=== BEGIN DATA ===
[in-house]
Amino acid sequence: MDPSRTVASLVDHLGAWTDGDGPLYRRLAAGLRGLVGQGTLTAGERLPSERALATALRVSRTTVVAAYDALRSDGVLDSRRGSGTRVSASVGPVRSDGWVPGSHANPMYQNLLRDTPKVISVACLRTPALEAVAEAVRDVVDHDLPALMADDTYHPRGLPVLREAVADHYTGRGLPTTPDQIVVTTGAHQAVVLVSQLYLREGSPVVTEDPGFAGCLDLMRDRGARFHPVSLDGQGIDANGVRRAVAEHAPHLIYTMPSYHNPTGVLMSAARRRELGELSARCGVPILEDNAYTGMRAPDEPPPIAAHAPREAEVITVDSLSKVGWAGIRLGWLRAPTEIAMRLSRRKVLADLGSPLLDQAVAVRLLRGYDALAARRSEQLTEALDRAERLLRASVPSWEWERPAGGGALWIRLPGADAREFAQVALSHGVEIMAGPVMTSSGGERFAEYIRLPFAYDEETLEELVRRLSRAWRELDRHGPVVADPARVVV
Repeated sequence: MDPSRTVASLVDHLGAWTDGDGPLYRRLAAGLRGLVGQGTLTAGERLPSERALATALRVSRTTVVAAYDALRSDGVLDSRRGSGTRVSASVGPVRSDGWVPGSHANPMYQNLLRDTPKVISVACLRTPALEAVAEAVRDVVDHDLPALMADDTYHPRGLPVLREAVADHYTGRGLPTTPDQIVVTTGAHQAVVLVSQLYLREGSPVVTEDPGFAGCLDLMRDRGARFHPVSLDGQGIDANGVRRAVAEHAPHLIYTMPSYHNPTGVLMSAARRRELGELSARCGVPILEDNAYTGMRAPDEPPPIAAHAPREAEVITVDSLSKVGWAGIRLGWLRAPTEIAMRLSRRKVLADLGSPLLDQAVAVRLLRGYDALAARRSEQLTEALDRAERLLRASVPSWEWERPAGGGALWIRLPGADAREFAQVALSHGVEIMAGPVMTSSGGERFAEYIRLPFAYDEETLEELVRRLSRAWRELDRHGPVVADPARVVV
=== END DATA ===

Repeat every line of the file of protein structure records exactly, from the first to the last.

[in-house]
Amino acid sequence: MDPSRTVASLVDHLGAWTDGDGPLYRRLAAGLRGLVGQGTLTAGERLPSERALATALRVSRTTVVAAYDALRSDGVLDSRRGSGTRVSASVGPVRSDGWVPGSHANPMYQNLLRDTPKVISVACLRTPALEAVAEAVRDVVDHDLPALMADDTYHPRGLPVLREAVADHYTGRGLPTTPDQIVVTTGAHQAVVLVSQLYLREGSPVVTEDPGFAGCLDLMRDRGARFHPVSLDGQGIDANGVRRAVAEHAPHLIYTMPSYHNPTGVLMSAARRRELGELSARCGVPILEDNAYTGMRAPDEPPPIAAHAPREAEVITVDSLSKVGWAGIRLGWLRAPTEIAMRLSRRKVLADLGSPLLDQAVAVRLLRGYDALAARRSEQLTEALDRAERLLRASVPSWEWERPAGGGALWIRLPGADAREFAQVALSHGVEIMAGPVMTSSGGERFAEYIRLPFAYDEETLEELVRRLSRAWRELDRHGPVVADPARVVV
Repeated sequence: MDPSRTVASLVDHLGAWTDGDGPLYRRLAAGLRGLVGQGTLTAGERLPSERALATALRVSRTTVVAAYDALRSDGVLDSRRGSGTRVSASVGPVRSDGWVPGSHANPMYQNLLRDTPKVISVACLRTPALEAVAEAVRDVVDHDLPALMADDTYHPRGLPVLREAVADHYTGRGLPTTPDQIVVTTGAHQAVVLVSQLYLREGSPVVTEDPGFAGCLDLMRDRGARFHPVSLDGQGIDANGVRRAVAEHAPHLIYTMPSYHNPTGVLMSAARRRELGELSARCGVPILEDNAYTGMRAPDEPPPIAAHAPREAEVITVDSLSKVGWAGIRLGWLRAPTEIAMRLSRRKVLADLGSPLLDQAVAVRLLRGYDALAARRSEQLTEALDRAERLLRASVPSWEWERPAGGGALWIRLPGADAREFAQVALSHGVEIMAGPVMTSSGGERFAEYIRLPFAYDEETLEELVRRLSRAWRELDRHGPVVADPARVVV